Abstract 1542: Identifying genetic modifiers of PTEN using the Collaborative Cross mouse panel Conference Paper uri icon

abstract

  • Abstract Tumor suppressor genes code for proteins that limit cellular proliferation and cancer progression, and are often exploited in cancer therapies. One such tumor suppressor gene, Phosphatase and Tensin homolog deleted from Chromosome Ten (PTEN), mediates cell growth through negative regulation of phosphatidylinositol 3-kinase (PI3K) dependent pathways. PTEN is frequently deleted or mutated in a variety of human cancers. Mice carrying a PTEN transgene (Super-PTEN mice) were found to be resistant to tumor formation, and even small changes in PTEN expression and activity have been shown to influence cancer susceptibility and progression. We hypothesized that PTEN activity can be altered by modifier genes. To determine whether PTEN modifiers are influencing its activity, we are using the Collaborative Cross (CC), a panel of inbred mouse strains that has a similar amount of genetic variation as human populations. In CC-Super-PTEN crosses, we are utilizing an easily measured phenotype of Super-PTEN mice, reduced body weight, to identify CC strains with altered PTEN function. On average, weanlings carrying the PTEN transgene weigh 16% less than their wild type littermates, but this weight difference varies significantly across strains, from no weight reduction to as much as a 29% difference. This distribution of phenotypes has allowed us to use quantitative trait locus (QTL) mapping to identify potential modifiers of PTEN. Through association mapping, we have determined that the loci with the highest LOD scores reside on chromosomes 2, 12, 16, and X, and we are now reviewing genes within those loci to identify candidate modifiers of PTEN. Additionally, we are using several cancer models to determine the effects of said candidate genes and confirm that an altered PTEN weight phenotype correlates with changes in cancer susceptibility and progression. Ultimately, this research will demonstrate the use of the CC mouse panel to identify novel genetic modifiers and improve our understanding of PTEN regulation. Citation Format: Amanda Lanier, William Barrington, David Threadgill. Identifying genetic modifiers of PTEN using the Collaborative Cross mouse panel [abstract]. In: Proceedings of the American Association for Cancer Research Annual Meeting 2017; 2017 Apr 1-5; Washington, DC. Philadelphia (PA): AACR; Cancer Res 2017;77(13 Suppl):Abstract nr 1542. doi:10.1158/1538-7445.AM2017-1542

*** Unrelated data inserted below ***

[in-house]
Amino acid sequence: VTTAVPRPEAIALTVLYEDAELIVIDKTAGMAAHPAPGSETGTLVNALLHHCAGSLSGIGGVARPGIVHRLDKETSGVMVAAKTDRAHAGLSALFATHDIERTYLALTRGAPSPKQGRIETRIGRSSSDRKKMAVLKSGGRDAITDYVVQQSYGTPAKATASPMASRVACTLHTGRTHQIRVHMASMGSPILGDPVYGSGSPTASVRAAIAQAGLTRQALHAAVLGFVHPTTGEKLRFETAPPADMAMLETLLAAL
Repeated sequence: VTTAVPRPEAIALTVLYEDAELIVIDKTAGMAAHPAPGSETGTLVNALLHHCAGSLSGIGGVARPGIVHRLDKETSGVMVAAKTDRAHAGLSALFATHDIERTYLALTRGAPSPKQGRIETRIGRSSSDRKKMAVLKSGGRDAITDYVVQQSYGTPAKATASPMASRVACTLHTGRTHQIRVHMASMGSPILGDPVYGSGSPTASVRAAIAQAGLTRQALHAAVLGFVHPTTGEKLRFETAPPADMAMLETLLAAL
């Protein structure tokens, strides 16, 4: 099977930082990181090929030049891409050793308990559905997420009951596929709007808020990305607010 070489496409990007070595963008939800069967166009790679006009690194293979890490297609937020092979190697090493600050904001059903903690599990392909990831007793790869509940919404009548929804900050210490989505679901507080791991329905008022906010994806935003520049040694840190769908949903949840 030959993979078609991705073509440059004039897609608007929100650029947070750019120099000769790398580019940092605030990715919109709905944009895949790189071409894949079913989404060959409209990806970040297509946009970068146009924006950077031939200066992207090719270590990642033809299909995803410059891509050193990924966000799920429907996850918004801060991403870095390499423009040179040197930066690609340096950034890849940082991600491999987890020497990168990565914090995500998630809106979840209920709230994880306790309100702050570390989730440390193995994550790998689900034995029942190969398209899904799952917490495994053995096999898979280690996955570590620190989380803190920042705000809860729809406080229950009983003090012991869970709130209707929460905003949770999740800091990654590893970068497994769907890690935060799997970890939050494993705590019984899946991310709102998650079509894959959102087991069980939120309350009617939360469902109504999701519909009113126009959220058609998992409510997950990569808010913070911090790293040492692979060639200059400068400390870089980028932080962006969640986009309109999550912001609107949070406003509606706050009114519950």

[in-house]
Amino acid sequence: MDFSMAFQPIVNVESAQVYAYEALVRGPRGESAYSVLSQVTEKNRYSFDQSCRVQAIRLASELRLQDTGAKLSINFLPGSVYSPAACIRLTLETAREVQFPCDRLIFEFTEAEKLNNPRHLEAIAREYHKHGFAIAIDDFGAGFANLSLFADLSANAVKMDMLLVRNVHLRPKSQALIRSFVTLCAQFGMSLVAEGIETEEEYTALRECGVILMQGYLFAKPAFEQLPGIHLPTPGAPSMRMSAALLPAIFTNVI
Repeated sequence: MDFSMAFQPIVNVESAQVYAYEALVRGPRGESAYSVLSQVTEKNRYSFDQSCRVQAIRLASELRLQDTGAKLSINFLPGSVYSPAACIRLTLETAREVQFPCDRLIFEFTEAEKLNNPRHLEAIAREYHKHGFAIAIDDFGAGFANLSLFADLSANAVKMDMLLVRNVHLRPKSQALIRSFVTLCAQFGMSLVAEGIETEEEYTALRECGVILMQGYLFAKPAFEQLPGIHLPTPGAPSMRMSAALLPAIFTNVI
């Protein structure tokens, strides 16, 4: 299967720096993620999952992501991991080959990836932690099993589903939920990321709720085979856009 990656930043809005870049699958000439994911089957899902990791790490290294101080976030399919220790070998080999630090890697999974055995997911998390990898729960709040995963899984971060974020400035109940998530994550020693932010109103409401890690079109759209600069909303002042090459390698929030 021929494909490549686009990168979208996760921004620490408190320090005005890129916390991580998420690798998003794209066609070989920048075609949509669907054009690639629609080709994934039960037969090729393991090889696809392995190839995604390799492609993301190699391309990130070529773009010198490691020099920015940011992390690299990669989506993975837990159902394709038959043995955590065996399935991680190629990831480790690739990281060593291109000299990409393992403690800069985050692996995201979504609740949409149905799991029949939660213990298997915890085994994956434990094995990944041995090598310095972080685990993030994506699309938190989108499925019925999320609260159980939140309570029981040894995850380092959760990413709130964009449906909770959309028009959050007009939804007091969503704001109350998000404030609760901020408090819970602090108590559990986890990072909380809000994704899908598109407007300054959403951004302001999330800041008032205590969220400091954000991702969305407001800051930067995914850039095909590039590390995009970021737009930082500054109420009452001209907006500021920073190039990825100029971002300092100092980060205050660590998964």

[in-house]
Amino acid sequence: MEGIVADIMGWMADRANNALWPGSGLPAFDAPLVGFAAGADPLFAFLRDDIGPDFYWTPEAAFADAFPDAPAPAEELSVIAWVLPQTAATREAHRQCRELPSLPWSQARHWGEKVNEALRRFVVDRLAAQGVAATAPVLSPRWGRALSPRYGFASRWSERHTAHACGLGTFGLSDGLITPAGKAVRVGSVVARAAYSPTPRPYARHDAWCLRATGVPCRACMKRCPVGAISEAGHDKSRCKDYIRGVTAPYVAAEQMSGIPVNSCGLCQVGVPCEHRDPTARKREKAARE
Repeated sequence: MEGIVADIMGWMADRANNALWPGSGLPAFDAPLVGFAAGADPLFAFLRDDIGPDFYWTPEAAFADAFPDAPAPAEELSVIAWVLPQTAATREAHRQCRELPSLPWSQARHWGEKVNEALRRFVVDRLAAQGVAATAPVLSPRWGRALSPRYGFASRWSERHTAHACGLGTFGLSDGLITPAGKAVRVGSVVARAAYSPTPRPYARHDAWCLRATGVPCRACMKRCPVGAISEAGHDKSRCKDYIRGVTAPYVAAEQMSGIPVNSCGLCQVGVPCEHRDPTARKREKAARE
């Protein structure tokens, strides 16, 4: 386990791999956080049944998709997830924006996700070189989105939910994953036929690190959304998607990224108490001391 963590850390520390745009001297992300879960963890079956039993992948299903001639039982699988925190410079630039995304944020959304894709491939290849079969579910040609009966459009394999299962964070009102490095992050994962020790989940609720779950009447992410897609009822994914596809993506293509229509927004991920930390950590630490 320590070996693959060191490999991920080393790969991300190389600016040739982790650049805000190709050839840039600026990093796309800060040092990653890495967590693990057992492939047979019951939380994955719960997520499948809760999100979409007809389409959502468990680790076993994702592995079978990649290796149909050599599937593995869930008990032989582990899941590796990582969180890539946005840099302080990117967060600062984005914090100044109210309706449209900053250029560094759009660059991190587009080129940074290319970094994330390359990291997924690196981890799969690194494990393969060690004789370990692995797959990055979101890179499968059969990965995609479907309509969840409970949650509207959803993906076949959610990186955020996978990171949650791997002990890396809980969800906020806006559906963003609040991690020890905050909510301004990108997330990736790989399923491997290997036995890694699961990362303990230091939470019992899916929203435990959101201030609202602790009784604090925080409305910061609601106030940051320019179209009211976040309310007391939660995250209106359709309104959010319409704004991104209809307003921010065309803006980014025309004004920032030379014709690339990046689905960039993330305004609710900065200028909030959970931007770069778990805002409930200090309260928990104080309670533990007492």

published proceedings

  • Cancer Research

author list (cited authors)

  • Lanier, A., Barrington, W., & Threadgill, D.

publication date

  • January 1, 2017 11:11 AM